The speculation from ex-Lala users on Twitter, leading up to Steve Jobs’ presentation at the Apple music event yesterday was by-and-large reasonably optimistic. Many were hoping that he would announce that the streaming functionality from the popular but now defunct Lala had been integrated into iTunes to enable Apple device owners to stream the contents of their libraries via an online incarnation of iTunes.
Lala's technology appears not to have been reappropriated for iTunes after all
Most were sorely disappointed however; it now looks as if the technology may well have been reappropriated to deliver the improvements showcased with Apple TV instead.
To the uninitiated, this lack of streaming might seem a little strange, however looking more closely at the reasons behind it, I don’t think so.
- Apple iPods are designed to store thousands of tracks. Why on earth would Apple suddenly make the one of the primary function of these devices (a mainstay product) effectively redundant by allowing streaming of users’ libraries? Not to mention the massive associated costs streaming billions of tracks would incur.
- iTunes store download sales delivers an enormous amount of revenue to the labels; 10 billion tracks have been downloaded thus far and Apple is still currently the largest single retailer of music in the US with its 25% share. Adding streaming to iTunes would surely reduce the number of paid-for downloads thus eating into these profits. Would the labels have been happy with this?
- Apple takes large percentage of the revenue from download sales. More streaming and less downloads would simply mean less revenue since the amount changing hands is smaller; each user would have to stream several orders of magnitude more tracks to make up the shortfall.
- Apple is still geared very much towards selling downloads as illustrated by the announcement of Apple’s new music social network, Ping, Jobs also announced yesterday. Look no further than the fact that Ping is built into the iTunes store for confirmation of this.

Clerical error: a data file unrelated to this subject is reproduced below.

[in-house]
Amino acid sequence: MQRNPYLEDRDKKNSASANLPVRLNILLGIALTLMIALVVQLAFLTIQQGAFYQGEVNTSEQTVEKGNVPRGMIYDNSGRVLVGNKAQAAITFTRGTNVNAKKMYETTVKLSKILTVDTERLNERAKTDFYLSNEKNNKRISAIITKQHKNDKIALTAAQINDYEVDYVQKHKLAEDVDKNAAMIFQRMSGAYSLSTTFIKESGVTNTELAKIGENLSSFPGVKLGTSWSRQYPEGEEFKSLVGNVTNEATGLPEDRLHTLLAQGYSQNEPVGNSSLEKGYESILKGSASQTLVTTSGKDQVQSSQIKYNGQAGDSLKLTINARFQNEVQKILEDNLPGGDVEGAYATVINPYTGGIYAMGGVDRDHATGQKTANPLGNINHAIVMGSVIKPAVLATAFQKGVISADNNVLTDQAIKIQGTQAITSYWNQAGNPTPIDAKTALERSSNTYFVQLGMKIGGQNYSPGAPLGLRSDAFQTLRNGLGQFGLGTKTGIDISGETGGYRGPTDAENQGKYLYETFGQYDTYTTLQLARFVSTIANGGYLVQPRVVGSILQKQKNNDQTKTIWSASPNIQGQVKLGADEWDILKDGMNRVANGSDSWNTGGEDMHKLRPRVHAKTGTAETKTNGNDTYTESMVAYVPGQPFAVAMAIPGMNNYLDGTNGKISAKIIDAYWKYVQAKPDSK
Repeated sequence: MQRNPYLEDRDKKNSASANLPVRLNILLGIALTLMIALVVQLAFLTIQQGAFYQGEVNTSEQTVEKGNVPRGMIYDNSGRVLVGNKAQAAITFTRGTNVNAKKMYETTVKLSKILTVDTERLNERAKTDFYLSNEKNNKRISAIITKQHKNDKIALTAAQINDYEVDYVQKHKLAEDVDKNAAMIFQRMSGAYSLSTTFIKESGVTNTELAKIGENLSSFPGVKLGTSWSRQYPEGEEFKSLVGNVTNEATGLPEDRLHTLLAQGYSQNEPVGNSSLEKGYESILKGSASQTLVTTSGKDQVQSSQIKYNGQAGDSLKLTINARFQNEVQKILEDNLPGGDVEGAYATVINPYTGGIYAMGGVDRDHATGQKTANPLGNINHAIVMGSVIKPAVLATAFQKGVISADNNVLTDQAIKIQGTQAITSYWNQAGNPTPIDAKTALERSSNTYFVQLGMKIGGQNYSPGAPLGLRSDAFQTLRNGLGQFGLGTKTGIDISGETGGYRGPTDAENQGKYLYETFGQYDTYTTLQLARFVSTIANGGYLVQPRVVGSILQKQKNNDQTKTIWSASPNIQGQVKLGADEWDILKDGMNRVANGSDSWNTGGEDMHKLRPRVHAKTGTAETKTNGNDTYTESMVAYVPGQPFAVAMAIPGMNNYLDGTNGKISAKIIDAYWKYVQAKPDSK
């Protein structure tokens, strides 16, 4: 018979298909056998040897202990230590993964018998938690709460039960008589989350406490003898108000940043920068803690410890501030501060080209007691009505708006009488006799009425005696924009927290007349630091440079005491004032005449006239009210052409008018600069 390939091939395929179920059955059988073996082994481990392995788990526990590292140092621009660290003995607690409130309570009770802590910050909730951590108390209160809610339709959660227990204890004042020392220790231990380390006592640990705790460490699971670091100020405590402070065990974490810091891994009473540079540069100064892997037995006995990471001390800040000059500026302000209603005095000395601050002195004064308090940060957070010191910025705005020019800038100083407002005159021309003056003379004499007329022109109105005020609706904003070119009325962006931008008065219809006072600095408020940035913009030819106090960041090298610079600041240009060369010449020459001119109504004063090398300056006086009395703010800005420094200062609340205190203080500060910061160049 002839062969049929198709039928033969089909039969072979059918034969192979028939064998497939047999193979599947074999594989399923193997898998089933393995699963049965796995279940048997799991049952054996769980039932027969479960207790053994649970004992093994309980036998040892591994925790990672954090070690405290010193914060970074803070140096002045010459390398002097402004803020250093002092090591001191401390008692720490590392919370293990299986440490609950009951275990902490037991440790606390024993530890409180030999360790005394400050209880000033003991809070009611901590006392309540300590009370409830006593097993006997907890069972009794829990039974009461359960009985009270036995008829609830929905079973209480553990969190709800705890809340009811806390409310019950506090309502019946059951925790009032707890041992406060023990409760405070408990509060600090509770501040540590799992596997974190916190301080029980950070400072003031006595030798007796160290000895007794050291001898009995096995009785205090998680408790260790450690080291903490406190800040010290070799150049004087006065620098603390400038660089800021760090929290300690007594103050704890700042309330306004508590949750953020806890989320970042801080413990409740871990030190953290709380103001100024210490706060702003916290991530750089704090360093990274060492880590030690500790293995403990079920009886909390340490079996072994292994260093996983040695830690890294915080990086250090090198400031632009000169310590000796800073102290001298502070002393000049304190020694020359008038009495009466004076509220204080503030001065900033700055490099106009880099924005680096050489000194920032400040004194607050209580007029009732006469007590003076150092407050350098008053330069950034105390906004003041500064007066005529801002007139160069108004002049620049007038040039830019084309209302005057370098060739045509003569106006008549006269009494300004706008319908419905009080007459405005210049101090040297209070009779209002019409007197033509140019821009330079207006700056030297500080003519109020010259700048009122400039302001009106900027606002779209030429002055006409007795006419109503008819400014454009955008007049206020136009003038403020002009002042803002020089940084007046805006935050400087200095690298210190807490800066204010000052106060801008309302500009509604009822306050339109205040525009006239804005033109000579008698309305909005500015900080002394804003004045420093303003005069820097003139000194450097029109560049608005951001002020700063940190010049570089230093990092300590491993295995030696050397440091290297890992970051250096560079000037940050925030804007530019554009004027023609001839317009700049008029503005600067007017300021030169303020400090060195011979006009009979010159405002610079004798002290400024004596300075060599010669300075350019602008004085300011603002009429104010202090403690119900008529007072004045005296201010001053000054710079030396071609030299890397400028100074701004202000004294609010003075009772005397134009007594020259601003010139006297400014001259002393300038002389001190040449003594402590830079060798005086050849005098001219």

- Why change your strategy in the market in which you’re already the dominant player and likely to remain so; additionally why switch to one which has so many legal challenges in terms of resistance by the labels? There are a number of big streaming players – the likes of Spotify, Rhapsody and now Sony’s Qriocity are all competing in an ever-more crowded space. Jobs has never led the company into uncharted territory – he has always taken a model that is gaining popularity and made it much more usable to unleash a wave of free spending new users. Streaming is a new field, especially on mobile devices, where there is no clear road-map for Apple to follow.
- The iPhone browser blocks downloads to force users to buy music and apps from iTunes. It would be much harder to block streaming services, whcih are already allowed on the iPhone without provoking outrage from existing users by removing such functionality. So streaming is not a usage mode that Apple wants to encourage.
So – perhaps streaming to devices in the Apple ecosystem might be delivered at some stage (after the labels have been won around in a desperate attempt to look for new revenue generation areas) but if you’re an ex-Lala user looking for Apple to deliver this streaming fix, I wouldn’t hold your breath.
All is not lost however; if you own a web-enabled Apple device and you want to stream your music, why not sign up to Psonar for free, upload all your tracks to the Psonar Cloud and browse to our mobile website where you can do exactly this. You can also download your music to any computer, any other device (Android, BlackBerry, MP3 player, laptop, etc.) or stream it to any web browser whenever you like, all completely free.